Then finally only 4 years later , when I was already living in Salvador – Bahia, I overcame my singing fear and I did my first deliberate performance as a singer , interpreting “Homenagem ao Malandro” by Chico Buarque at the Itapua Beach. A magic moment and place for me, looking at the sea and feeling the music, the sun, the sand and the breeze of Itapua… No wonder why the beach is still one of my favorite “stages”. I also have an interesting connection with the beach sand because my surname “Areias” means “sands” .
BN: Your meeting with Ruy Castro must have been fated, how did you two meet and how much do you owe to him , looking at where you are now ? Also as a writer yourself has he had any influence on your style / content?
JA :Ruy means a lot to me by all means… We first met more then 20 years ago, in an event celebrating 30 years of bossa nova. Ruy was there to give autographs and promote his at the time new bestseller book “Chega de Saudade” about Bossa Nova . Because I was a unusual precocious teenager passionate about bossa nova, the production of the event wanted Ruy to meet me. So the producer Apollo, called me and said to Ruy ” This is the girl I told you about”. I looked at Ruy and instead of saying something nice like ” Hi, I enjoyed your book” I just told him politely but firmly: ” You have stolen my idea, I was the one suppose to write this book”. ( And I was not joking, I was obsessed with Bossa Nova and I used to spend all my time after school inside the great library of the “Centro Cultural de Sao Paulo” researching and listening to Bossa Nova recordings – remember no internet access at the time). Ruy looked at me so surprised for two seconds and then he immediately opened his ” Alice’s cat smile” and said, “Ok, when I finish here, let’s have an ice cream?” So we did…Et voilà ! It’s how it all started. l love his personality, his style, his sense of humour. There are many unforgettable sentences he have told me that have influenced my life forever… Once, when I announced that I was in love and leaving Sao Paulo to live with my boyfriend in Bahia, he just looked at me and alerted me emphatically: ” Juliana, very few love stories can resist to a marriage”. It’s just Ruy. His presence and influence in my life is pivotal. He showed me and gave me a lot of rare recordings and thanks to him I could meet and learn and watch rehearsals and concerts and spend some precious time with some of the creator of bossa nova…my original inspiration to become a singer. We haven’t seen each other since I moved from Sao Paulo, but we still keep in touch by email – very short ones… Ruy knows how to say a lot in a single sentence. He has his own unique writing style and he is an amazing journalist and human being … someone I love and admire always and I great inspiration for sure. No doubt I am always learning from him as a writer too, but I am not a journalist and I don’t have his witty sense of humor. I just love words and I love writing. I love writing about my passions. So does he. And we are both fascinated about some same subjects – Music-People-Places-Culture – although his approach is more biographical (it’s his specialty) and I usually come from a historical perspective – as history is one of my greatest passions as well. But there is no comparison between the level of what he does and what I do. I’m just an amateur.. Ok, fine, he did a good job stealing my book idea, haha. Bossa Nova Kisses, Ruy amado. Saudade.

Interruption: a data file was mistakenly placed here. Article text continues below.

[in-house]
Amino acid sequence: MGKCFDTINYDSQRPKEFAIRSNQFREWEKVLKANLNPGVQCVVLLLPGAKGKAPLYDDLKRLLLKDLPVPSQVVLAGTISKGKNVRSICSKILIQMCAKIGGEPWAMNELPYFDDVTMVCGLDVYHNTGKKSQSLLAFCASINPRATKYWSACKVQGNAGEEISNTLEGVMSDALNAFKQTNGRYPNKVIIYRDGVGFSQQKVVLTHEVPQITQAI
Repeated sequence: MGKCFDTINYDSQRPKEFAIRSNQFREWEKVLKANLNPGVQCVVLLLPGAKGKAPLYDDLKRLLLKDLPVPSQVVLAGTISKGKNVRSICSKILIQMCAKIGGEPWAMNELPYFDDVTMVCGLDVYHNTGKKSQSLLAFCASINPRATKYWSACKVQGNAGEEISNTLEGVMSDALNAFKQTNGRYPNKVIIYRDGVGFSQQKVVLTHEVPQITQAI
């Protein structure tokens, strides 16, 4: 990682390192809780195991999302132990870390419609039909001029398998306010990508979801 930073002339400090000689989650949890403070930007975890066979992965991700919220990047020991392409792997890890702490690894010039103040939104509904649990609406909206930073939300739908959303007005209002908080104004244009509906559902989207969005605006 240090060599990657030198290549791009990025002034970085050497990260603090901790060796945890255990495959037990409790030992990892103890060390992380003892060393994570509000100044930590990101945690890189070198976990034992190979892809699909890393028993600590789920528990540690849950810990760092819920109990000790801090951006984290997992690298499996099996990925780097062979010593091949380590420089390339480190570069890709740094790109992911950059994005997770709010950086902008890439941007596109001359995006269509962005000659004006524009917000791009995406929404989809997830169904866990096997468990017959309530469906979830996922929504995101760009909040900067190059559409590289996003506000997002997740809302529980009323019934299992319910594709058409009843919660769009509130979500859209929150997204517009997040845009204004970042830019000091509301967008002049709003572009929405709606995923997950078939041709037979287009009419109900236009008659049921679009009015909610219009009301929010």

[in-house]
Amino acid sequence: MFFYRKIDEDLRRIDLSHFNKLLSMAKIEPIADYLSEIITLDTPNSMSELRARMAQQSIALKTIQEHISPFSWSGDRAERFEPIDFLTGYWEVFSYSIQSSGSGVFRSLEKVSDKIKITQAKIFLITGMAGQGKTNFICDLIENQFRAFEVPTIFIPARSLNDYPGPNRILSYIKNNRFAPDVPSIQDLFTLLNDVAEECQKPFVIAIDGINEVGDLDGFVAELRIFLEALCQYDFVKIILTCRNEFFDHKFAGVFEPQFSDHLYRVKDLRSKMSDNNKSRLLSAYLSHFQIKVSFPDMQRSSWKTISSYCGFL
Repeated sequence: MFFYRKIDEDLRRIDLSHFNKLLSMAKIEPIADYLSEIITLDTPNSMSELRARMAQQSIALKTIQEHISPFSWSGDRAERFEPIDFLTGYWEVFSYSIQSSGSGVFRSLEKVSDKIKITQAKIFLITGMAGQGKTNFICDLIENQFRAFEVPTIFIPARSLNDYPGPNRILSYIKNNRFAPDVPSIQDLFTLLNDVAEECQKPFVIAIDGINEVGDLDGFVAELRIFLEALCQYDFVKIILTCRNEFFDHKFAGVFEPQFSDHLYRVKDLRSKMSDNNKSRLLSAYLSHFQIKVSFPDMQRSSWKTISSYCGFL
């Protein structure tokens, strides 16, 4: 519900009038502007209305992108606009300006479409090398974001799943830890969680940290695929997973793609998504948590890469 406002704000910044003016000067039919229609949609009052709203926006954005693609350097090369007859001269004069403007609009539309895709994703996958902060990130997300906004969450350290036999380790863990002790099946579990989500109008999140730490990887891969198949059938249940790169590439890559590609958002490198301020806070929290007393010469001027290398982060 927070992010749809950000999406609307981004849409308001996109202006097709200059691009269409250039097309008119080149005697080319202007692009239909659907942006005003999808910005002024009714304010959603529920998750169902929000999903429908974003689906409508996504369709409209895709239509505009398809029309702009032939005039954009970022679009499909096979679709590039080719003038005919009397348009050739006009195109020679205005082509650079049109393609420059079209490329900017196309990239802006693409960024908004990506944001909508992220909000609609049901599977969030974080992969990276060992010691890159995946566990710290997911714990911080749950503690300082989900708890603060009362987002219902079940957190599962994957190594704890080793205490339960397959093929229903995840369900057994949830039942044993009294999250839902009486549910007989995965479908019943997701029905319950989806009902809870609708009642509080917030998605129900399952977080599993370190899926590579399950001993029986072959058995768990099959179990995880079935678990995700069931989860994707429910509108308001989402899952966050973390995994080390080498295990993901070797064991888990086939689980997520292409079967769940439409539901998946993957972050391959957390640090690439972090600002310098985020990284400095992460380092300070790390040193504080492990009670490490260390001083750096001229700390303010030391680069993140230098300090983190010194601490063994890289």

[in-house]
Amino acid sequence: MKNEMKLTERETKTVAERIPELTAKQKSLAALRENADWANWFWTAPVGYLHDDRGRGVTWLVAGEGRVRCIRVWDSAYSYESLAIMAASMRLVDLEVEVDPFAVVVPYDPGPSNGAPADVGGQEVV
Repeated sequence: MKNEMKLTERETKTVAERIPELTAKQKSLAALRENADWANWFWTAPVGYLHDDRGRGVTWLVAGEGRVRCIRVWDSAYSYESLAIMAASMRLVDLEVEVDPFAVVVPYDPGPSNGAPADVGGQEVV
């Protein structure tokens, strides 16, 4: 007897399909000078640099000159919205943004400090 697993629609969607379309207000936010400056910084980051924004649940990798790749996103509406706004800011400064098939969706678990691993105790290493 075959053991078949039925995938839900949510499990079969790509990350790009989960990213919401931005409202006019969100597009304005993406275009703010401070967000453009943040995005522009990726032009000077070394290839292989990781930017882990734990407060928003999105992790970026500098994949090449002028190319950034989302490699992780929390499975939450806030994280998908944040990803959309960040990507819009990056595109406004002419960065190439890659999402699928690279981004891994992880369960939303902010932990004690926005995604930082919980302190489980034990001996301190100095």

BN: Which artist or producer across the ages would you want to work with the most ? and if you have already who was it ?
JA :Oh, My! I still feel like a crawling “Bossa Nova Baby”! I just hope to honour this path and that my life span is long enough to do so. There are so many musical projects and people I want to work with! I’ve felt a deep “emptiness” since Jobim and recently Emilio Santiago – the most beautiful male Brazilian voice in my opinion – have passed away and I know I won’t be able to do anything personally with them anymore…not in this life at least! One of my many dreams for sure it to share the stage and record with the 4 singers whom have influenced my singing persona the most: Leny Andrade, Rosa Passos, Leila Pinheiro and Rita Lee. Since I arrived in Australia, one of my dreams was to perform with the Australian virtuoso guitarist Doug De Vries ( Yamandu Costa has recorded one of his songs few years ago). This dream started to become true last new year’s Eve period in Adelaide, our first jam together along with some incredible musicians from there and from the Cirque du Soleil – OVO which is touring Australia this year. Now Doug is coming to Perth to perform with me featuring his Choro Sexteto and his Bossa Trio for 2 presentation on Abril 30th at Kulcha and on May 1s at the Ellington Jazz Club respectively. I am happy as a child and so looking forward to it! I’m very grateful and lucky for always having amazing musicians and music partner around me all the time and everywhere… one of my dreams is also to be able to produce an album uniting all people I have worked with at once. As my dreams tend to come true, the right time is just about to come.
BN: What do your fans mean to you ?
JA: My fans give me the opportunity to share with them the best of me and to receive from them, the best of them… this magical connection …How special can it be? The beauty that happens when a lonely dream, becomes a collective dream and this collective dream can unfold into infinity possibilities… I truly cherish and appreciate people’s presence in my life and music ..every single second of attention, word , gesture, signal, smile, clap and “like”… makes a difference to me and motivates me to keep in my path – working very hard with love, passion, enthusiasm, respect, courage and determination to excel and keep it true to myself at the same time. The internet helps a lot nowadays to keep a direct dialogue with fans and I love it and feel very fortunate and grateful when people around the world feels identified with my work and care to drop me a line to let me know so! It makes my day! It gives purpose to my work. It makes life worth living and interesting. Thank you very much for giving me this privilege.. as we say in Portuguese Obrigadao! Much love, music and bosssa! Ju : )